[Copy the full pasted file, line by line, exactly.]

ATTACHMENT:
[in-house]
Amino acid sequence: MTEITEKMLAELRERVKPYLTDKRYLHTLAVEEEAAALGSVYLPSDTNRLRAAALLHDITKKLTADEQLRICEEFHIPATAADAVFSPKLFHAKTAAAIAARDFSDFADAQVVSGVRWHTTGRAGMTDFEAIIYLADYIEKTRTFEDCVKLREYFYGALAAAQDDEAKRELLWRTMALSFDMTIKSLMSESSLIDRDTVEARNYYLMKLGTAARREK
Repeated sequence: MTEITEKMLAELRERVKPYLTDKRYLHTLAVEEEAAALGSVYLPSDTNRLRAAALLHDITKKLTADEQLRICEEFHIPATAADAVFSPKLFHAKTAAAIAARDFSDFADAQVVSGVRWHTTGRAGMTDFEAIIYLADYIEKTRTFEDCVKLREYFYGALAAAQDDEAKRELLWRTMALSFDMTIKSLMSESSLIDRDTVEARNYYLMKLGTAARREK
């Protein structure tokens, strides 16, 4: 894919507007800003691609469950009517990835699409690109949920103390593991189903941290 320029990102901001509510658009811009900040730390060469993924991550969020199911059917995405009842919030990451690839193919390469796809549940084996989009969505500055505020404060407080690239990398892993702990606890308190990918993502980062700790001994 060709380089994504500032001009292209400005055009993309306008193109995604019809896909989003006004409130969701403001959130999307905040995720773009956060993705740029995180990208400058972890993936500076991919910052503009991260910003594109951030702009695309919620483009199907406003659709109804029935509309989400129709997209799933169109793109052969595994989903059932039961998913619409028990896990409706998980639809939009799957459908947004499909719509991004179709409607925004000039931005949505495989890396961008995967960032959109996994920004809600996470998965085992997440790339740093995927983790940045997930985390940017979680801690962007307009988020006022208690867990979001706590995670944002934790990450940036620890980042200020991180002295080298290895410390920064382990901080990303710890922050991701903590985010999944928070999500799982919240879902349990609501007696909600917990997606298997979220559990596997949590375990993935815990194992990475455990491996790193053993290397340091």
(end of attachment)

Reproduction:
[in-house]
Amino acid sequence: MTEITEKMLAELRERVKPYLTDKRYLHTLAVEEEAAALGSVYLPSDTNRLRAAALLHDITKKLTADEQLRICEEFHIPATAADAVFSPKLFHAKTAAAIAARDFSDFADAQVVSGVRWHTTGRAGMTDFEAIIYLADYIEKTRTFEDCVKLREYFYGALAAAQDDEAKRELLWRTMALSFDMTIKSLMSESSLIDRDTVEARNYYLMKLGTAARREK
Repeated sequence: MTEITEKMLAELRERVKPYLTDKRYLHTLAVEEEAAALGSVYLPSDTNRLRAAALLHDITKKLTADEQLRICEEFHIPATAADAVFSPKLFHAKTAAAIAARDFSDFADAQVVSGVRWHTTGRAGMTDFEAIIYLADYIEKTRTFEDCVKLREYFYGALAAAQDDEAKRELLWRTMALSFDMTIKSLMSESSLIDRDTVEARNYYLMKLGTAARREK
């Protein structure tokens, strides 16, 4: 894919507007800003691609469950009517990835699409690109949920103390593991189903941290 320029990102901001509510658009811009900040730390060469993924991550969020199911059917995405009842919030990451690839193919390469796809549940084996989009969505500055505020404060407080690239990398892993702990606890308190990918993502980062700790001994 060709380089994504500032001009292209400005055009993309306008193109995604019809896909989003006004409130969701403001959130999307905040995720773009956060993705740029995180990208400058972890993936500076991919910052503009991260910003594109951030702009695309919620483009199907406003659709109804029935509309989400129709997209799933169109793109052969595994989903059932039961998913619409028990896990409706998980639809939009799957459908947004499909719509991004179709409607925004000039931005949505495989890396961008995967960032959109996994920004809600996470998965085992997440790339740093995927983790940045997930985390940017979680801690962007307009988020006022208690867990979001706590995670944002934790990450940036620890980042200020991180002295080298290895410390920064382990901080990303710890922050991701903590985010999944928070999500799982919240879902349990609501007696909600917990997606298997979220559990596997949590375990993935815990194992990475455990491996790193053993290397340091």